Early career and wartime assignment
Born in Landau village in what is now Ukraine to a Black Sea German family deported from southern Russia, he studied at the Saratov seminary before continuing his education at the Collegium Germanicum et Hungaricum in Rome. He took a doctorate in philosophy and theology before being ordained in Minsk in 1907. From that year until 1916, he taught at and was deputy director of the Saratov seminary. In 1916, he was transferred to Chişinău, with duties covering the province of Bessarabia until 1920. In 1924, he was named secret chamberlain to Pope Pius XI, and papal prelate in 1930.
In 1939, he was named rector of the Iaşi seminary and in 1942, head of the Catholic mission to the Transnistria Governorate, with his headquarters at Odessa. There, he was consecrated titular bishop of Caesaropolis in July 1943. While in Odessa, he clashed with the German Army and especially the SS, who wanted to stop all religious activity by Catholics in the area. Due to Romania's losses on the Eastern Front, he retreated westward beyond the Prut. In September 1944, following the death of Bishop Mihai Robu, he was named Apostolic Administrator of the Iaşi Diocese.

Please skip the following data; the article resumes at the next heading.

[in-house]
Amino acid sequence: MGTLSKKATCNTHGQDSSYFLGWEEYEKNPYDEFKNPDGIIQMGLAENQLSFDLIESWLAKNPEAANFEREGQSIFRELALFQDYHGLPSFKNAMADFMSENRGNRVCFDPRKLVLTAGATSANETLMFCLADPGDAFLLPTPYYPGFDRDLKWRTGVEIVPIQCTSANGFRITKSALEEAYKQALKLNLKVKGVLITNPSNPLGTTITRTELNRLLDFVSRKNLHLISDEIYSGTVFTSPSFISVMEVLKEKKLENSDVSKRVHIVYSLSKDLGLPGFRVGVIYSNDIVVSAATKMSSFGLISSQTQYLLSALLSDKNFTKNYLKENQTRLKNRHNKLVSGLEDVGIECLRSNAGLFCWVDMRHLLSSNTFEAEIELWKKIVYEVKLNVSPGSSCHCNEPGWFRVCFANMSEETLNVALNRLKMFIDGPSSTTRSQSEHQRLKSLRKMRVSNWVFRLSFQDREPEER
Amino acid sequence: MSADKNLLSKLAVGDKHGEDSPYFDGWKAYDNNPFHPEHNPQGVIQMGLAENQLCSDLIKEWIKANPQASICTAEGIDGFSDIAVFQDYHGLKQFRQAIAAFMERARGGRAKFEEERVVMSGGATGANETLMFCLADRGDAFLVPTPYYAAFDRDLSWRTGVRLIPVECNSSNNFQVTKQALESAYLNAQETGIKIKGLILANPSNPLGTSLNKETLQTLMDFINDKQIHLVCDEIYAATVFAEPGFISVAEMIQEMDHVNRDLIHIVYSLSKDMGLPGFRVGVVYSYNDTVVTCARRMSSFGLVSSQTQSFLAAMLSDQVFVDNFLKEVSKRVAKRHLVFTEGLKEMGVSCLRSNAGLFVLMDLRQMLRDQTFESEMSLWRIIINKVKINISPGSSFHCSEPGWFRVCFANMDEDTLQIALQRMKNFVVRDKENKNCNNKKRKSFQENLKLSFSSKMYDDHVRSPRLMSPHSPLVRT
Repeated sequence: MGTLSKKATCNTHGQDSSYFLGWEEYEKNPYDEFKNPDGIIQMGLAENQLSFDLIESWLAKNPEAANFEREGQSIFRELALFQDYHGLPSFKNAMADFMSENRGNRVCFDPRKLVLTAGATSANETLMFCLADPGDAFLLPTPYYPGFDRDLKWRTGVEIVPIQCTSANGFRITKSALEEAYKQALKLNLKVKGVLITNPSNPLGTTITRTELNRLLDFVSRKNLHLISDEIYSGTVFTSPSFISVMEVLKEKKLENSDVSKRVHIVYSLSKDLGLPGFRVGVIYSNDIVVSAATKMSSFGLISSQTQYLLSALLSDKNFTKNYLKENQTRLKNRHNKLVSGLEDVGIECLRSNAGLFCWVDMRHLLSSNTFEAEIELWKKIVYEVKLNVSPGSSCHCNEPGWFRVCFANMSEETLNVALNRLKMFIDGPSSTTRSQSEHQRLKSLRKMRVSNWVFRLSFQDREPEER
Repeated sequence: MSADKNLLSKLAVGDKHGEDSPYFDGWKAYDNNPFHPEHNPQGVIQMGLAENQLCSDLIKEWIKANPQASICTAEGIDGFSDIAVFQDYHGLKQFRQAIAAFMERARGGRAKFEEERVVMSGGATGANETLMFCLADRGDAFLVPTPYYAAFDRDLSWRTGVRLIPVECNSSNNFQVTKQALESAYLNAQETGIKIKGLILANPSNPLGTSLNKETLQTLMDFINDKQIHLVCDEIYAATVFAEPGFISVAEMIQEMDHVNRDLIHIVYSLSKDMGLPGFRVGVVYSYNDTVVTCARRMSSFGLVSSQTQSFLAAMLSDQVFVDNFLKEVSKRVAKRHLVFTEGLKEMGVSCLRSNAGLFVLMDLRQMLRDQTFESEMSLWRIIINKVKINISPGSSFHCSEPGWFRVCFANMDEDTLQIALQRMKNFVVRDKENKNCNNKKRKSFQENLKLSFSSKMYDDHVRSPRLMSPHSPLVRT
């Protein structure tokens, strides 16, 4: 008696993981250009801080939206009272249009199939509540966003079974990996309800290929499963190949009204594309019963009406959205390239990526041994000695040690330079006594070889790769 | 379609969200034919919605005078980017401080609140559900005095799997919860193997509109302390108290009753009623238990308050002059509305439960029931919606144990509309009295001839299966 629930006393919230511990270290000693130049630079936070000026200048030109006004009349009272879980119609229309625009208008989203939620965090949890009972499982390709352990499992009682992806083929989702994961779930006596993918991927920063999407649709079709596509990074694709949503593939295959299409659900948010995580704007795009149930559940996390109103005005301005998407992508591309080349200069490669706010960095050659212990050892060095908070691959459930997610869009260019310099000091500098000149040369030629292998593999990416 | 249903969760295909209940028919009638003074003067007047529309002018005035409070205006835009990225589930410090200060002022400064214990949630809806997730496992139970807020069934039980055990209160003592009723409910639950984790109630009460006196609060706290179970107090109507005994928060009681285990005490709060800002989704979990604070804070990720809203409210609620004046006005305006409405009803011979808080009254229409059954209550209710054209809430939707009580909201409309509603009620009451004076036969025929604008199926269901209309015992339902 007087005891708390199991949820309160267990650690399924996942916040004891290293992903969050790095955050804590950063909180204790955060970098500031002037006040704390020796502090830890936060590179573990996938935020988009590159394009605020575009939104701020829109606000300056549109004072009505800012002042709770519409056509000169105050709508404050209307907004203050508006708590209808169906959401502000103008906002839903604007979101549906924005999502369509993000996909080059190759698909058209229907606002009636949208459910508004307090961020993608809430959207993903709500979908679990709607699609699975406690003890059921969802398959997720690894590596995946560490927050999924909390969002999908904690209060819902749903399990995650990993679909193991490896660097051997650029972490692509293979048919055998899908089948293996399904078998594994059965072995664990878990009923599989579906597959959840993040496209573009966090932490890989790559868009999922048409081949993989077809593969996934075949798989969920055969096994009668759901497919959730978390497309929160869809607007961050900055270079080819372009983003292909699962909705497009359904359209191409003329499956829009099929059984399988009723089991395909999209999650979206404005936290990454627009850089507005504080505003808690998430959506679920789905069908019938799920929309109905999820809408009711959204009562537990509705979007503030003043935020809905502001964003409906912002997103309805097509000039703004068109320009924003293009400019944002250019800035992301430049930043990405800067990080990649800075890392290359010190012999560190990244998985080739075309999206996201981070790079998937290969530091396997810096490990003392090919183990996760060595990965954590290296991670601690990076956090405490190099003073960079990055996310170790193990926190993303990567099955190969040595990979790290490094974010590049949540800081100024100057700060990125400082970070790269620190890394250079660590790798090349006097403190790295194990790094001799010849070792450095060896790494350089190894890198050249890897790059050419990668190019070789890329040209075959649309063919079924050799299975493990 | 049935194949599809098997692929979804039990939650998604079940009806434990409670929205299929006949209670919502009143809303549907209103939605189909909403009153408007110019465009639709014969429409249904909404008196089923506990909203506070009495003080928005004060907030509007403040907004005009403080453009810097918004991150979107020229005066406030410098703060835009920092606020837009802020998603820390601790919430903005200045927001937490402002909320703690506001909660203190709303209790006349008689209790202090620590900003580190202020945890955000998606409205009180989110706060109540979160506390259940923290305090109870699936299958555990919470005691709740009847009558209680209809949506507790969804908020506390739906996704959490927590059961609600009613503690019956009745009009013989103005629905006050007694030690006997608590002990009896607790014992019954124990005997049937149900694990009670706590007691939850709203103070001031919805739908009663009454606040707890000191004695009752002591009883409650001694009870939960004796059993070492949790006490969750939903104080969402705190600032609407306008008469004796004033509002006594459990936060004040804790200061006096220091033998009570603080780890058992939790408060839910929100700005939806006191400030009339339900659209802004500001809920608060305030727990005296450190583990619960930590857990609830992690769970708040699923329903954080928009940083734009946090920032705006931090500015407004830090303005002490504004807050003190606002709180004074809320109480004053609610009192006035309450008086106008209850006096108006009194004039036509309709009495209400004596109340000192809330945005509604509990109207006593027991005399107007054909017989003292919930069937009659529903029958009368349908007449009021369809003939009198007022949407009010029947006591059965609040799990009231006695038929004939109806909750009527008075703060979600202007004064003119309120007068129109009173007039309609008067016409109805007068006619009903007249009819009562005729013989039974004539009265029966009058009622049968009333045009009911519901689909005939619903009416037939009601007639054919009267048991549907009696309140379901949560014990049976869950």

Troubles with the Soviets and death
Requests by the nuncio for official recognition of Glaser's position were dened by the Religious Affairs Ministry in April and June 1945. In April 1946, minister Mihai Ralea explained that to do so might anger the Soviet occupiers, as Glaser was born in Ukraine and had been active on what was now Soviet territory. Starting in 1945, he was subjected to a series of lengthy and difficult interrogations before Soviet authorities lasting four years and dealing with his activity in Odessa and Iaşi, as well as a supposed visit to Germany in 1942. He initially refused to appear and only did so after repeated threats from NKVD officers.
He headed the diocese until late 1947 when Anton Durcovici was named bishop, remaining vicar general. As such, he accompanied the bishop on pastoral visits and helped administer chrism. Following the arrest of Durcovici in June 1949, he once again took over the running of the diocese, but the authorities of the new communist regime prevented him from carrying out his regular duties. In 1950, Glaser was repeatedly questioned by the Securitate secret police in Iaşi, triggering a heart attack. He died that May in circumstances that remain unclear, and was buried in the Eternitatea cemetery.